Background Type I polyketide synthases (PKSs) are multifunctional enzymes responsible for the biosynthesis of a group of diverse natural compounds with biotechnological and pharmaceutical interest called polyketides. The diversity of polyketides is impressive despite the limited set of catalytic domains used by PKSs for biosynthesis, leading to considerable interest in deciphering their structure‐function relationships, which is challenging due to high intrinsic flexibility. Among nineteen polyketide synthases encoded by the genome of Mycobacterium tuberculosis , Pks13 is the condensase required for the final condensation step of two long acyl chains in the biosynthetic pathway of mycolic acids, essential components of the cell envelope of Corynebacterineae species. It has been validated as a promising druggable target and knowledge of its structure is essential to speed up drug discovery to fight against tuberculosis. Results We report here a quasi-atomic model of Pks13 obtained using small-angle X-ray scattering of the entire protein and various molecular subspecies combined with known high-resolution structures of Pks13 domains or structural homologues. As a comparison, the low-resolution structures of two other mycobacterial polyketide synthases, Mas and PpsA from Mycobacterium bovis BCG, are also presented. This study highlights a monomeric and elongated state of the enzyme with the apo- and holo-forms being identical at the resolution probed. Catalytic domains are segregated into two parts, which correspond to the condensation reaction per se and to the release of the product, a pivot for the enzyme flexibility being at the interface. The two acyl carrier protein domains are found at opposite sides of the ketosynthase domain and display distinct characteristics in terms of flexibility. Conclusions The Pks13 model reported here provides the first structural information on the molecular mechanism of this complex enzyme and opens up new perspectives to develop inhibitors that target the interactions with its enzymatic partners or between catalytic domains within Pks13 itself.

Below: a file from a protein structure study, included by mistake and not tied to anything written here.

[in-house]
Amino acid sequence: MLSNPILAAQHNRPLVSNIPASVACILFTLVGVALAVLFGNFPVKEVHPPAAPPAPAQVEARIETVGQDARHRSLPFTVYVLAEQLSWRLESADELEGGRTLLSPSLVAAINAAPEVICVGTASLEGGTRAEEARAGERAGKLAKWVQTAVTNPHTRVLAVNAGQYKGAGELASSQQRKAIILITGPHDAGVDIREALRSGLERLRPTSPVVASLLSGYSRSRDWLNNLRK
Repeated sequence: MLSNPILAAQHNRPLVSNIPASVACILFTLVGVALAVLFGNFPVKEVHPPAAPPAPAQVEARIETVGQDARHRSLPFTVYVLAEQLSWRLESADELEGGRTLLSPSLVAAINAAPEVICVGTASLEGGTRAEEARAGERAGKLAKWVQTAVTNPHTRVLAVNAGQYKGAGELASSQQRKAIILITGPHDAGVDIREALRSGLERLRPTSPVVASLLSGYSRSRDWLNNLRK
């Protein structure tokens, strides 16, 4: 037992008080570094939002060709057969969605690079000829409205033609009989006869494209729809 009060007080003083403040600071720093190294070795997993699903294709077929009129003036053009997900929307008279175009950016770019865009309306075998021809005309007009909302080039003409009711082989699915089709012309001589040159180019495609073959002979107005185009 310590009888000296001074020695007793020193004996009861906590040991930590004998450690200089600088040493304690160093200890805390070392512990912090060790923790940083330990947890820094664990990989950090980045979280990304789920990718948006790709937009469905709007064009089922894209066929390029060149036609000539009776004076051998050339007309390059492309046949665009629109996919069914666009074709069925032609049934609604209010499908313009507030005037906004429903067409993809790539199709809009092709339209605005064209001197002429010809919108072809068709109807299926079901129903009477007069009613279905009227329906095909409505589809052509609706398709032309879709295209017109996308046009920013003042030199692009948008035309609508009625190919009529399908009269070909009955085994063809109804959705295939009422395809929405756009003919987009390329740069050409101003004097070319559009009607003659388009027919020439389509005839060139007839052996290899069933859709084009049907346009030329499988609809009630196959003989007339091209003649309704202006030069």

Background The establishment of tissue architecture requires coordination between distinct processes including basement membrane assembly, cell adhesion, and polarity; however, the underlying mechanisms remain poorly understood. The actin cytoskeleton is ideally situated to orchestrate tissue morphogenesis due to its roles in mechanical, structural, and regulatory processes. However, the function of many pivotal actin-binding proteins in mammalian development is poorly understood. Results Here, we identify a crucial role for anillin (ANLN), an actin-binding protein, in orchestrating epidermal morphogenesis. In utero RNAi-mediated silencing of Anln in mouse embryos disrupted epidermal architecture marked by adhesion, polarity, and basement membrane defects. Unexpectedly, these defects cannot explain the profoundly perturbed epidermis of Anln-depleted embryos. Indeed, even before these defects emerge, Anln-depleted epidermis exhibits abnormalities in mitotic rounding and its associated processes: chromosome segregation, spindle orientation, and mitotic progression, though not in cytokinesis that was disrupted only in Anln-depleted cultured keratinocytes. We further show that ANLN localizes to the cell cortex during mitotic rounding, where it regulates the distribution of active RhoA and the levels, activity, and structural organization of the cortical actomyosin proteins. Conclusions Our results demonstrate that ANLN is a major regulator of epidermal morphogenesis and identify a novel role for ANLN in mitotic rounding, a near-universal process that governs cell shape, fate, and tissue morphogenesis.